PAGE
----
e often say we have a democratic government, but in reality, we have a largely federalist government. hile we use direct votes to elect members of congress, we use the Electoral College to choose our highest elected official -- the President. Each state has a certain number of members in the Electoral College, and with rare exceptions, all Electoral College votes for one state go to the candidate who received the majority of votes…
Author not available. "Election System Need Overhaul?" Los Angeles Business Journal. Nov 13, 2000.
Author not available. "The Electoral College: Don't Drop Out." National Review. Dec 4, 2000.
Glassmann, James. "Reform the Electoral College, Don't Toss It." American Enterprise. March, 2001.
Samples, John. "Lessons of the 2000 Election." USA Today. May, 2001.
Political Science & Electoral College
This is a paper that describes the Electoral College. There are four references used for this paper.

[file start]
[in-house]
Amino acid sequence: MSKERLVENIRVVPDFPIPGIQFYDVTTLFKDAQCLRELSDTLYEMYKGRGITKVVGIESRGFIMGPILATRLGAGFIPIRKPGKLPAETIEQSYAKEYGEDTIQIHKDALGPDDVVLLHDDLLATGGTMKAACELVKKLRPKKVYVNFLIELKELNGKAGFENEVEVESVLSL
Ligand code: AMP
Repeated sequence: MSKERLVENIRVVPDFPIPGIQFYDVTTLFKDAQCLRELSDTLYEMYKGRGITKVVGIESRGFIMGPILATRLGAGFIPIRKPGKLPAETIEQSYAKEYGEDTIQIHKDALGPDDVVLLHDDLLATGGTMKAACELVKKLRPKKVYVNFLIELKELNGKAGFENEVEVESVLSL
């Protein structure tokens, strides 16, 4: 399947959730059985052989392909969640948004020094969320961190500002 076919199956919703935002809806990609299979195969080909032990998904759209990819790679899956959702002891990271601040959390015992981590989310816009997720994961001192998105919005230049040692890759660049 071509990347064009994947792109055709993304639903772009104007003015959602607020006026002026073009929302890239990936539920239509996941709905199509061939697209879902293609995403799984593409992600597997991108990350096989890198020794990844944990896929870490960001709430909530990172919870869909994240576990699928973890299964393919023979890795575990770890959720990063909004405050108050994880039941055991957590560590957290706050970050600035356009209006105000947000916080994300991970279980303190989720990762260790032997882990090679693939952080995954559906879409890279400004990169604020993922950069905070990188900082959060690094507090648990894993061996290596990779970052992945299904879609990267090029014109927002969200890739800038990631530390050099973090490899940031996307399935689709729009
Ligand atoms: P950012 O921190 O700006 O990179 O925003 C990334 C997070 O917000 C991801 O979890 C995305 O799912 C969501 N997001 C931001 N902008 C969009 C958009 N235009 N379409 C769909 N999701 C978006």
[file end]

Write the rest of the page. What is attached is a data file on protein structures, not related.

There are a number of components required to elect a President of the United States. It is important to understand the electoral college and the role it plays in the election process.
The electoral college is "the body that elects the presidents and vice-presidents of the United States. Article II, Section1, of the Constitution of the United States provides that each state 'shall appoint' as many presidential electors as the state has members of Congress. Three is the smallest number of electors a state many have, since every states has two senators and at least one member of the House of Representatives (gi.grolier.com/presidents/ea/side/elecollg.html)."
The electoral college is an "alloy of popular will. This means popular election of the president through the electoral college makes popular election…
Glenn, Gary. The electoral college and the development of American democracy. Perspectives on Political Science. (2003): 01 January.